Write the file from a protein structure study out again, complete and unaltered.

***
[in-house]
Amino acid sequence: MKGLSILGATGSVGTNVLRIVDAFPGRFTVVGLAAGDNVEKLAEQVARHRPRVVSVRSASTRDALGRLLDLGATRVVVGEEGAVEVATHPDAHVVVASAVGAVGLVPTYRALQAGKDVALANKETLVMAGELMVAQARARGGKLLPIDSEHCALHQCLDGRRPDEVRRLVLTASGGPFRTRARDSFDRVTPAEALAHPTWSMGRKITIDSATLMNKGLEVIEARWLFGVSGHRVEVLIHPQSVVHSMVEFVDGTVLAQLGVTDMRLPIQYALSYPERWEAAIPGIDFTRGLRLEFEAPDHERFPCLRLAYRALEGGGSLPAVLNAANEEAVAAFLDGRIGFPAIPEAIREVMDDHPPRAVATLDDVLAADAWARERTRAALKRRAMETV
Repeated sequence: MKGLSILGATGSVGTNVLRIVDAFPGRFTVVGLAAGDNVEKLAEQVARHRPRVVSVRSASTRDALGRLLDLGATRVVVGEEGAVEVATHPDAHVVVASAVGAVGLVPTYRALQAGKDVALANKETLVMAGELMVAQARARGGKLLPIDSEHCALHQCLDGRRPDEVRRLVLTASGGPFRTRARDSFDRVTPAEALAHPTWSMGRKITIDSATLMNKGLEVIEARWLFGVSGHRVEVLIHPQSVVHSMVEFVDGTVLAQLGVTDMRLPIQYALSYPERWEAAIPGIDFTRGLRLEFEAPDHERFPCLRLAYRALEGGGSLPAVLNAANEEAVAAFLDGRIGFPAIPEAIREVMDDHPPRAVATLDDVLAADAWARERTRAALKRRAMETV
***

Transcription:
[in-house]
Amino acid sequence: MKGLSILGATGSVGTNVLRIVDAFPGRFTVVGLAAGDNVEKLAEQVARHRPRVVSVRSASTRDALGRLLDLGATRVVVGEEGAVEVATHPDAHVVVASAVGAVGLVPTYRALQAGKDVALANKETLVMAGELMVAQARARGGKLLPIDSEHCALHQCLDGRRPDEVRRLVLTASGGPFRTRARDSFDRVTPAEALAHPTWSMGRKITIDSATLMNKGLEVIEARWLFGVSGHRVEVLIHPQSVVHSMVEFVDGTVLAQLGVTDMRLPIQYALSYPERWEAAIPGIDFTRGLRLEFEAPDHERFPCLRLAYRALEGGGSLPAVLNAANEEAVAAFLDGRIGFPAIPEAIREVMDDHPPRAVATLDDVLAADAWARERTRAALKRRAMETV
Repeated sequence: MKGLSILGATGSVGTNVLRIVDAFPGRFTVVGLAAGDNVEKLAEQVARHRPRVVSVRSASTRDALGRLLDLGATRVVVGEEGAVEVATHPDAHVVVASAVGAVGLVPTYRALQAGKDVALANKETLVMAGELMVAQARARGGKLLPIDSEHCALHQCLDGRRPDEVRRLVLTASGGPFRTRARDSFDRVTPAEALAHPTWSMGRKITIDSATLMNKGLEVIEARWLFGVSGHRVEVLIHPQSVVHSMVEFVDGTVLAQLGVTDMRLPIQYALSYPERWEAAIPGIDFTRGLRLEFEAPDHERFPCLRLAYRALEGGGSLPAVLNAANEEAVAAFLDGRIGFPAIPEAIREVMDDHPPRAVATLDDVLAADAWARERTRAALKRRAMETV